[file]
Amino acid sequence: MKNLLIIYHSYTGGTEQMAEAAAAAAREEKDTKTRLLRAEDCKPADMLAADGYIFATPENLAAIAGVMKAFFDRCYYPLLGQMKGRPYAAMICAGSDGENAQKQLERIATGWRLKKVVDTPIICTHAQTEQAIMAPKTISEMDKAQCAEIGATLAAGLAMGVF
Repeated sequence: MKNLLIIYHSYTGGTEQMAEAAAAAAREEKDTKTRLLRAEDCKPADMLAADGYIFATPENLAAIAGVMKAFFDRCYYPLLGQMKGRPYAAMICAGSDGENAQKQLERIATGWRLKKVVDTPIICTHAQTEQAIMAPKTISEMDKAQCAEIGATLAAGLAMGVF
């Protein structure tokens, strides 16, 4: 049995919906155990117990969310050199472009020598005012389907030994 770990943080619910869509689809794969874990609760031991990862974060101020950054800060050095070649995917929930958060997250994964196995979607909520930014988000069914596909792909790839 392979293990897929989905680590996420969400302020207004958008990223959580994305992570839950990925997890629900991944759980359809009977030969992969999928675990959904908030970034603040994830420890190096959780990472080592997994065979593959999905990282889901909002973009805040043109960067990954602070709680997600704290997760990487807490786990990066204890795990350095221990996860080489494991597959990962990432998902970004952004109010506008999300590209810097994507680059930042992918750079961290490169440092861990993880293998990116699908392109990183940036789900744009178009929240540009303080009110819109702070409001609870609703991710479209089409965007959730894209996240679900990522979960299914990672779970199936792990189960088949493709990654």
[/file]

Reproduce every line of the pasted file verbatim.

Amino acid sequence: MKNLLIIYHSYTGGTEQMAEAAAAAAREEKDTKTRLLRAEDCKPADMLAADGYIFATPENLAAIAGVMKAFFDRCYYPLLGQMKGRPYAAMICAGSDGENAQKQLERIATGWRLKKVVDTPIICTHAQTEQAIMAPKTISEMDKAQCAEIGATLAAGLAMGVF
Repeated sequence: MKNLLIIYHSYTGGTEQMAEAAAAAAREEKDTKTRLLRAEDCKPADMLAADGYIFATPENLAAIAGVMKAFFDRCYYPLLGQMKGRPYAAMICAGSDGENAQKQLERIATGWRLKKVVDTPIICTHAQTEQAIMAPKTISEMDKAQCAEIGATLAAGLAMGVF
């Protein structure tokens, strides 16, 4: 049995919906155990117990969310050199472009020598005012389907030994 770990943080619910869509689809794969874990609760031991990862974060101020950054800060050095070649995917929930958060997250994964196995979607909520930014988000069914596909792909790839 392979293990897929989905680590996420969400302020207004958008990223959580994305992570839950990925997890629900991944759980359809009977030969992969999928675990959904908030970034603040994830420890190096959780990472080592997994065979593959999905990282889901909002973009805040043109960067990954602070709680997600704290997760990487807490786990990066204890795990350095221990996860080489494991597959990962990432998902970004952004109010506008999300590209810097994507680059930042992918750079961290490169440092861990993880293998990116699908392109990183940036789900744009178009929240540009303080009110819109702070409001609870609703991710479209089409965007959730894209996240679900990522979960299914990672779970199936792990189960088949493709990654």